“Of late, indeed, Britain has been at some Expence in planting two Colonies, Georgia and Nova Scotia, but those are not in our Confederacy; and the Expence she has been at in their Name has chiefly been in Grants of Sums unnecessarily large, by Way of Salaries to Officers sent from England, and in Jobbs to Friends, whereby Dependants might be provided for; those excessive Grants not being requisite to the Welfare and good Government of the Colonies; which good Government (as Experience in many Instances of other Colonies has taught us) may be much more frugally, and full as effectually, provided for and supported.” “On the whole of the above it appears, that the Charge of Ingratitude towards the Mother Country, brought with so much Confidence against the Colonies, is totally without Foundation; and that there is much more Reason for retorting that Charge on Britain, who not only …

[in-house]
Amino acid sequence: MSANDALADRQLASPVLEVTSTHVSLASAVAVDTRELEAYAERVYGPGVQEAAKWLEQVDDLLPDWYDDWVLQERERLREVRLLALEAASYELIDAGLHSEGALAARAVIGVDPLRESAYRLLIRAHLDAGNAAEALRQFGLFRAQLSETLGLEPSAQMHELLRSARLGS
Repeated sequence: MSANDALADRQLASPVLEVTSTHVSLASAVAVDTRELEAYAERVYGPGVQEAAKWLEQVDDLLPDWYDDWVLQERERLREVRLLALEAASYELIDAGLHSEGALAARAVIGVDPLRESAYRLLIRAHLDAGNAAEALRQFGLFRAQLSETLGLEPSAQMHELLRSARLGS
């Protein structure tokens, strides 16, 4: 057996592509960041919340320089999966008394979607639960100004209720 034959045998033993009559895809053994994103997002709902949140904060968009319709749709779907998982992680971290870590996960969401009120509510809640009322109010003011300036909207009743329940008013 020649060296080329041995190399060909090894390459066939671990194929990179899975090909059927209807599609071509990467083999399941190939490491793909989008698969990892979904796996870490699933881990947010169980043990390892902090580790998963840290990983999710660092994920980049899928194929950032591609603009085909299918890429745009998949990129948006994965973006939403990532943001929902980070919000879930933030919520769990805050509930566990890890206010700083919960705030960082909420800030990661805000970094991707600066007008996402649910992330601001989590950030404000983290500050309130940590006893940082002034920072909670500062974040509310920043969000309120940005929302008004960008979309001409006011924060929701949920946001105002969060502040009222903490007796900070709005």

Intended Vindication and Offer from Congress to Parliament, in 1775 Read More…

“Sir: It is not easy for me to determine whether it be best, to carry the Cause before the Governor and Council as a Court of Chancery or before the King and Council—because, I dont know enough of the Character and Sentiments of the Governor and Council. They may be all Episcopalians, and so much prejudiced, as to render an Application to them, fruitless. (This cause was Gannett’s claim to five hundred acres granted to him as the first settled minister for the Congregationalists gathered around Fort Cumberland. New Englanders had gone to Nova Scotia with the understanding that dissenters would be treated as equals even though the Anglican Church was the established one. Called to serve the parish in 1768 and given his land as provided by law, Gannett had expected to stay. But the arrival of a Church of England missionary, who laid claim to the land on …

From John Adams To the Reverend Caleb Gannett Read More…